The inorganic fine particles can be specifically exemplified by metal oxide fine particles, e.g., silica fine particles, alumina fine particles, titania fine particles, zinc oxide fine particles, nickel oxide fine particles, cerium oxide fine particles, zeolite fine particles, barium titanate fine particles, strontium titanate fine particles, zirconium titanate fine particles, and calcium carbonate fine particles, and by composite metal oxide fine particles, e.g., silica-alumina mixed oxide fine particles.

The resin fine particles can be specifically exemplified by acrylic resin fine particles, e.g., polymethyl methacrylate resin fine particles, and by fluororesin fine particles, e.g., polytetrafluoroethylene fine particles and vinylidene fluoride fine particles.

The organic/inorganic composite fine particles can be exemplified by composite fine particles formed from a resin, e.g., polystyrene, polymethyl methacrylate, and so forth, and an inorganic material, e.g., silica, titania, alumina, and so forth.

Among these base materials, inorganic fine particles are preferred from the standpoints of the degree of the attachability and adherence to the silane coupling agent and support for long-term maintenance of the amount of charge in high-temperature, high-humidity environments.

Among the inorganic fine particles, at least one selected from the group consisting of silica fine particles, alumina fine particles, titania fine particles, zinc oxide fine particles, strontium titanate fine particles, cerium oxide fine particles, calcium carbonate fine particles, and silica-alumina mixed oxide fine particles is preferred from the standpoint of the efficiency of the surface treatment with the isocyanurate ring-bearing silane coupling agent. Using the inorganic fine particles as the base material can provide a higher hydrophobicity and a faster charge rise rate.

The number-average particle diameter of primary particles of the base material is preferably 5 nm to 200 nm.

There are no particular limitations on the method for executing the surface treatment on the base material using the isocyanurate ring-bearing silane coupling agent and the additional other silane compound (also collectively referred to hereinbelow as “silane coupling agent”), and known methods, e.g., dry methods and wet methods, can be used.

Dry methods are methods in which the treatment agent, containing the silane coupling agent and so forth, is sprayed while the base material is being stirred and mixed in a mixer; stirring and mixing are maintained for a prescribed period of time; and the base material is then dried.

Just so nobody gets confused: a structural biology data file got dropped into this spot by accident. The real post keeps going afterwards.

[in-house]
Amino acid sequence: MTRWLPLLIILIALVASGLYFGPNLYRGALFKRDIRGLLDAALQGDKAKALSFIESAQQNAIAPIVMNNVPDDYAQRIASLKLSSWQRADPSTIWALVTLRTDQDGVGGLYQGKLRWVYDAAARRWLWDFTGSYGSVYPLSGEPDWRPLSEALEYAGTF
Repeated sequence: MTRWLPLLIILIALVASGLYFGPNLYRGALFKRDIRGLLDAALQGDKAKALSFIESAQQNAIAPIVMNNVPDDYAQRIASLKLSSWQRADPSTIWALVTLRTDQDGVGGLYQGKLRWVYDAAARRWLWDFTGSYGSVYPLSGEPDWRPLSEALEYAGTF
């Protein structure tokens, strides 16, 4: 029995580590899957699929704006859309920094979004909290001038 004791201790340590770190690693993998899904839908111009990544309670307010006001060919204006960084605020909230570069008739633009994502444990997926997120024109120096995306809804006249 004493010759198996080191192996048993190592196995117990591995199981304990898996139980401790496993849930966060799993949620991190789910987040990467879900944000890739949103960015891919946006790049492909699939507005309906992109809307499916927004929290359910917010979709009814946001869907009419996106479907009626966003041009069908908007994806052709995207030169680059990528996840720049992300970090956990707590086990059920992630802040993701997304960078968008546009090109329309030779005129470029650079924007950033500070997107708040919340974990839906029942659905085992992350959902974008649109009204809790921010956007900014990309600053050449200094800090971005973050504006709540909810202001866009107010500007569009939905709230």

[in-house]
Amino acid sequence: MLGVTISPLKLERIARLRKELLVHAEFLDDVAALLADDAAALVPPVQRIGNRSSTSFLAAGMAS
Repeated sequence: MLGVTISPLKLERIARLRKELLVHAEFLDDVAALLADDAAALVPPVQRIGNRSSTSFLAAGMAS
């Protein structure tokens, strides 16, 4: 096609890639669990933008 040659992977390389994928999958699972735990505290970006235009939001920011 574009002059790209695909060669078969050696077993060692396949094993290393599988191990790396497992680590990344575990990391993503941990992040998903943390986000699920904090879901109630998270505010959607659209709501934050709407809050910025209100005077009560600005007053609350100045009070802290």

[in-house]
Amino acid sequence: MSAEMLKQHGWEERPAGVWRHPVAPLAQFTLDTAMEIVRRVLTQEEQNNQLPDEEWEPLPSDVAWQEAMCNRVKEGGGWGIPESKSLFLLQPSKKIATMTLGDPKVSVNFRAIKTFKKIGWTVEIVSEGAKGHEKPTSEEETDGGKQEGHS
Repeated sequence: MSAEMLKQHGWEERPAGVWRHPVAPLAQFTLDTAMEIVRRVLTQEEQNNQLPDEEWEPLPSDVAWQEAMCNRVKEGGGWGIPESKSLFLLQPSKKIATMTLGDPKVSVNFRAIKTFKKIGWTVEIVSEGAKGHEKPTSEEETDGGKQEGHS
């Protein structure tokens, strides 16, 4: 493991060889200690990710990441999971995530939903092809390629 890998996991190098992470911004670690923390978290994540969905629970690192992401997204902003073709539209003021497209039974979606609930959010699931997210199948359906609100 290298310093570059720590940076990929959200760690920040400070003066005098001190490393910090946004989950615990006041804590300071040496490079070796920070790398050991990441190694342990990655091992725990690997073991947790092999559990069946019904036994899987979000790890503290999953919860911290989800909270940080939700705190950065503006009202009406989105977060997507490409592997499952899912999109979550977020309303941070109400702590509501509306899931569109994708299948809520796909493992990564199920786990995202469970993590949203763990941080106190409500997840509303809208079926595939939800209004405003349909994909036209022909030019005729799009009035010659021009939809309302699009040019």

Spraying is preferably carried out using treatment agent diluted with a solvent, and, for example, water, an alcohol, toluene, and so forth can be used as the solvent. A catalyst, e.g., an amine, ammonia, acetic acid, hydrochloric acid, and so forth, may also be added.

Wet methods are methods in which, inter alia, a prescribed amount of the silane coupling agent is dissolved in a solvent in which the base material is dispersed, in order to bring the silane coupling agent into contact with the surface of the base material, after which the solvent is removed. For example, water, an alcohol, toluene, and so forth can be used as the solvent. A catalyst, e.g., an amine, ammonia, acetic acid, hydrochloric acid, and so forth, may also be added.

The toner has a toner particle and the toner external additive at the surface of the toner particle.

The toner particle may contain a known binder resin, a known colorant, a known wax, a known charge control agent, and so forth.

The method for producing the toner particle is not particularly limited, and, for example, a pulverization method, emulsion aggregation method, suspension polymerization method, or dissolution suspension method may be used for the production method. Among these, the emulsion aggregation method and suspension polymerization method, which facilitate the generation of a uniform approximately spherical shape and exhibit an excellent uniformity in the charge distribution, are preferably used.

The suspension polymerization method is a method in which a polymerizable monomer composition containing, for example, a polymerizable monomer that can produce a binder resin, a colorant, a wax, and a charge control agent is dispersed in an aqueous medium to form particles of the polymerizable monomer composition, and the polymerizable monomer in the particles is polymerized to obtain toner particles.

In the emulsion aggregation method, a toner particle is obtained, for example, by proceeding through the following steps.

Binder resin fine particles, colorant fine particles, wax fine particles, and so forth are dispersed and mixed in an aqueous medium to which a dispersion stabilizer has been added, in order to prepare a dispersion in which the different fine particles are dispersed. A surfactant may be added to the aqueous medium.